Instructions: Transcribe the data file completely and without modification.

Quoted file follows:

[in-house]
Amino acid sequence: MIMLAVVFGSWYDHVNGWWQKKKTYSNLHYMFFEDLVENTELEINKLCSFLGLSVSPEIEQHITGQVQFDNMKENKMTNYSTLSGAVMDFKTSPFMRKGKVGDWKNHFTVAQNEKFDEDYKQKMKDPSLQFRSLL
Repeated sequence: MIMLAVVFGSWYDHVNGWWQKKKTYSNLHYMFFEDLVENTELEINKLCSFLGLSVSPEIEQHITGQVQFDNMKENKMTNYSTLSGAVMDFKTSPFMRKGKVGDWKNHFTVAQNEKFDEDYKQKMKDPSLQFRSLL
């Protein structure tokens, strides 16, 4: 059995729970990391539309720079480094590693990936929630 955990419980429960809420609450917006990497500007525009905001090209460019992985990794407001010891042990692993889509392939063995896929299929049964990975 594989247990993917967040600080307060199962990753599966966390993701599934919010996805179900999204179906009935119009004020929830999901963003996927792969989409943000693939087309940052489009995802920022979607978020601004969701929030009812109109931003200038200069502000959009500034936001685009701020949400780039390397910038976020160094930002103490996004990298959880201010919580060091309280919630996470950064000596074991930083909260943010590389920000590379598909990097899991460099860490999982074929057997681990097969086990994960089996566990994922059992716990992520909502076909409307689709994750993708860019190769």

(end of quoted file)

[in-house]
Amino acid sequence: MIMLAVVFGSWYDHVNGWWQKKKTYSNLHYMFFEDLVENTELEINKLCSFLGLSVSPEIEQHITGQVQFDNMKENKMTNYSTLSGAVMDFKTSPFMRKGKVGDWKNHFTVAQNEKFDEDYKQKMKDPSLQFRSLL
Repeated sequence: MIMLAVVFGSWYDHVNGWWQKKKTYSNLHYMFFEDLVENTELEINKLCSFLGLSVSPEIEQHITGQVQFDNMKENKMTNYSTLSGAVMDFKTSPFMRKGKVGDWKNHFTVAQNEKFDEDYKQKMKDPSLQFRSLL
């Protein structure tokens, strides 16, 4: 059995729970990391539309720079480094590693990936929630 955990419980429960809420609450917006990497500007525009905001090209460019992985990794407001010891042990692993889509392939063995896929299929049964990975 594989247990993917967040600080307060199962990753599966966390993701599934919010996805179900999204179906009935119009004020929830999901963003996927792969989409943000693939087309940052489009995802920022979607978020601004969701929030009812109109931003200038200069502000959009500034936001685009701020949400780039390397910038976020160094930002103490996004990298959880201010919580060091309280919630996470950064000596074991930083909260943010590389920000590379598909990097899991460099860490999982074929057997681990097969086990994960089996566990994922059992716990992520909502076909409307689709994750993708860019190769």